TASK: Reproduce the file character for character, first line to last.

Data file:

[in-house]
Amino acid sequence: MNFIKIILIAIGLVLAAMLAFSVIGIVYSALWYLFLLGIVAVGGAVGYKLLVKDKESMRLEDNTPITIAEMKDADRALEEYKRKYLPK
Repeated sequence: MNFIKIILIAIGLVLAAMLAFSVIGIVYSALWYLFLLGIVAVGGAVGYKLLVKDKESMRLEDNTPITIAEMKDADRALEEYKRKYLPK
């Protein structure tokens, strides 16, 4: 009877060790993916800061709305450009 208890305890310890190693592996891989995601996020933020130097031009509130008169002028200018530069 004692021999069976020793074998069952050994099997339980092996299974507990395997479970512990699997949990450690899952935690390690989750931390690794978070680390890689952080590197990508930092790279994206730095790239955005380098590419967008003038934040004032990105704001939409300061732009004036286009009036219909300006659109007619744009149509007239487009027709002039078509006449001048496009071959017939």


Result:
[in-house]
Amino acid sequence: MNFIKIILIAIGLVLAAMLAFSVIGIVYSALWYLFLLGIVAVGGAVGYKLLVKDKESMRLEDNTPITIAEMKDADRALEEYKRKYLPK
Repeated sequence: MNFIKIILIAIGLVLAAMLAFSVIGIVYSALWYLFLLGIVAVGGAVGYKLLVKDKESMRLEDNTPITIAEMKDADRALEEYKRKYLPK
């Protein structure tokens, strides 16, 4: 009877060790993916800061709305450009 208890305890310890190693592996891989995601996020933020130097031009509130008169002028200018530069 004692021999069976020793074998069952050994099997339980092996299974507990395997479970512990699997949990450690899952935690390690989750931390690794978070680390890689952080590197990508930092790279994206730095790239955005380098590419967008003038934040004032990105704001939409300061732009004036286009009036219909300006659109007619744009149509007239487009027709002039078509006449001048496009071959017939």